Every parsley leaf boasts a root, and every parsley root has leaves, but the leaf parsley is satisfied with modest, thin roots and does not develop a thick root, while the parsley root has thicker and rougher leaves.  The varieties of leaf parsley and parsley root were developed over the years by farmers in the ongoing process of selecting preferred species and cultivating them. Some farmers kept seeds from year to year from the plants with the biggest leaves, yet the mildest or best taste or highest resistance to extreme temperatures or pests. Other farmers kept the seeds of plants whose roots thickened and lengthened. Thus the segregation of the species was born – differentiating the parsley grown for its leaves from that which we call “root parsley,” a savory delight to add to the soup.

The flavor of parsley root has been described as a combination of celery, carrot, parsley and turnip. In short, something distinctive and indefinable. Best to just go ahead and taste it! Parsley root is somewhat sweet, but also earthy (as are most roots). For those who are familiar with the parsnip (a long and elongated root, confusingly similar in appearance), note that the parsley root is not a parsnip! Though it looks a lot like the parsnip, the parsley root’s flavor is very different and less sweet.

Leaf parsley originated in the European Mediterranean area, but the root was probably cultivated more in northern Europe, perhaps due to the fact that roots can be stored for longer periods during that region’s harsh winters. The earliest mention of the parsley root is in 16th century Germany. Other names for the root attest to their geographic connections: “Dutch Parsley” and “Hamburg Parsley.” Because it was so loved in the cold European countries, it earned the nickname “Petoushka.”

Root parsley only grows in wintertime. Unlike its sister which also thrives in summer – even under the scorching Israeli sun – the root parsley hates heat, and grows in winter’s low temperatures and high humidity. It also needs a lot more time to reach maturity. The roots appearing in your boxes were seeded in autumn and have been growing underground for almost five months now (leaf parsley is ready in two to three months).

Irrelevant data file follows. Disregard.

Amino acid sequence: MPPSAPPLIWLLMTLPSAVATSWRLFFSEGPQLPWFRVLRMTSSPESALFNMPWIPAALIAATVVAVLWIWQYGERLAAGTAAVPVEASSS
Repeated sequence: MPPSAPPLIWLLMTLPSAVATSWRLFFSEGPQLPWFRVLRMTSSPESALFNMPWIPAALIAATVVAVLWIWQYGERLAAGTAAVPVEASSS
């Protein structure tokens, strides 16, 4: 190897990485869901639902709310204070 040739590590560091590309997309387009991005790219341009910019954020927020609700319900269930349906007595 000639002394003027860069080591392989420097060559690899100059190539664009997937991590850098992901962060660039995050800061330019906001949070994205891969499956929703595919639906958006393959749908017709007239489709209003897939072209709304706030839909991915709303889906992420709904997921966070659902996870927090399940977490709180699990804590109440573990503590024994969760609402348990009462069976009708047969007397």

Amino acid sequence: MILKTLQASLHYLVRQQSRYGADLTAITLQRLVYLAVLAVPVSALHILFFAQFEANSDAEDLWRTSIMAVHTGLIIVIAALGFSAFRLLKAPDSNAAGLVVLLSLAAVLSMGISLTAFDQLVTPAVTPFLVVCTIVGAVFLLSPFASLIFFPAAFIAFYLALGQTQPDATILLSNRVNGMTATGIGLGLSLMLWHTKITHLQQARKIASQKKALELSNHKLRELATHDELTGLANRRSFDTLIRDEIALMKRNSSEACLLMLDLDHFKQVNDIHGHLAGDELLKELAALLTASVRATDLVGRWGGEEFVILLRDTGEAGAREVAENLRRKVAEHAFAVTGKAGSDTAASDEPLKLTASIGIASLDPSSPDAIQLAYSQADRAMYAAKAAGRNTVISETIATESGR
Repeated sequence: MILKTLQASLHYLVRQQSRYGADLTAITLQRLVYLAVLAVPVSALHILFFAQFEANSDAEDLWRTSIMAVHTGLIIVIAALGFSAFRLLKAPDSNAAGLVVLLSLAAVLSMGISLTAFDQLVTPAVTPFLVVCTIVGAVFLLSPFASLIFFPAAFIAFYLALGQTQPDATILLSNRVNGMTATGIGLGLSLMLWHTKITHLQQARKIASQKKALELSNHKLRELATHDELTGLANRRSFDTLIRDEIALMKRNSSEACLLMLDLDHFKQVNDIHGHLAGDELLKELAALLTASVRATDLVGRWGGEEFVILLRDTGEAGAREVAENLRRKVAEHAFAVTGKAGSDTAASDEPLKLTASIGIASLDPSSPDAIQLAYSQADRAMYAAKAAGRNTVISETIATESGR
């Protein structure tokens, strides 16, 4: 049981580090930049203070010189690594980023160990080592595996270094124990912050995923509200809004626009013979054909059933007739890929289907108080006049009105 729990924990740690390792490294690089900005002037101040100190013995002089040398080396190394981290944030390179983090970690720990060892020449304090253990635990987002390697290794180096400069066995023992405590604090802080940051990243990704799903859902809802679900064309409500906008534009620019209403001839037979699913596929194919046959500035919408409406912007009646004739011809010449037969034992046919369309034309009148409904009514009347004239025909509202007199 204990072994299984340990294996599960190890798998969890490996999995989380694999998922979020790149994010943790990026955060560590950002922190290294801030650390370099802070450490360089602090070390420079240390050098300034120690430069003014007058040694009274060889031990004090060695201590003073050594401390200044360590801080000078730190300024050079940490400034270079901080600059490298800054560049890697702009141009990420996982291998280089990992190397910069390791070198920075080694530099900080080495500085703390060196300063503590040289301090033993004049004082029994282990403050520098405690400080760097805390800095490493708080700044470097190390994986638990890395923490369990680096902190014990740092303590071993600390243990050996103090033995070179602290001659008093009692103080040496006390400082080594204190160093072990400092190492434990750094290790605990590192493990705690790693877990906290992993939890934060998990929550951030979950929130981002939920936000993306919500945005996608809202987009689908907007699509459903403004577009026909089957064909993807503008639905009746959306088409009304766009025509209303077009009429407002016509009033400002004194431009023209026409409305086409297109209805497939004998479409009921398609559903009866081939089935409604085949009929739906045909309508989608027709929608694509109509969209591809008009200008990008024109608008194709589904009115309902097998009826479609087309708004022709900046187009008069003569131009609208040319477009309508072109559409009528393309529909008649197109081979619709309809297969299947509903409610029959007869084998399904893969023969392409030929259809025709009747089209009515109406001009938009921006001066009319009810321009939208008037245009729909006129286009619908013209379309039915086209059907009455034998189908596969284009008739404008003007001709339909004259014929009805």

The main challenge in growing root parsley is the thinning-out process. This parsley’s elongated roots need space to grow and fatten up, so it’s crucial to thin the bed which was manually seeded and thus grow plants in dense proximity. When we thin them, we remove some of the young sprouts, allowing their siblings some more “growing space.”

This year we decided to thin out the parsley a great deal more in an attempt to grow larger roots than what we’re accustomed to. Instead of the usual space of approximately 1 cm between each plant, we are now leaving a lot fewer plants but making a lot more space for the remaining plants, some 5 cm between each root. We are happy to report that though several weeks remain before we can harvest them, the parsley roots are chubby and far more attractive than those we’ve been harvesting till now.

Both stalk celery and celeriac are domesticated species, meaning that they were cultivated over hundreds of years. Farmers sought celery’s thickened root, selecting from season to season only those varieties which produced the chubbiest, biggest roots, or rather the round roly-poly roots. For these plants, the stems remained short and thin, with a far more pronounced taste than the mild flavor of stalk celery. Often the stems are hollow, like a straw. When you look at a bed of stalk celery alongside one of celeriac, it’s easy to identify them by the different way the leaves grow. The former are erect and long, the latter chubby and spread out.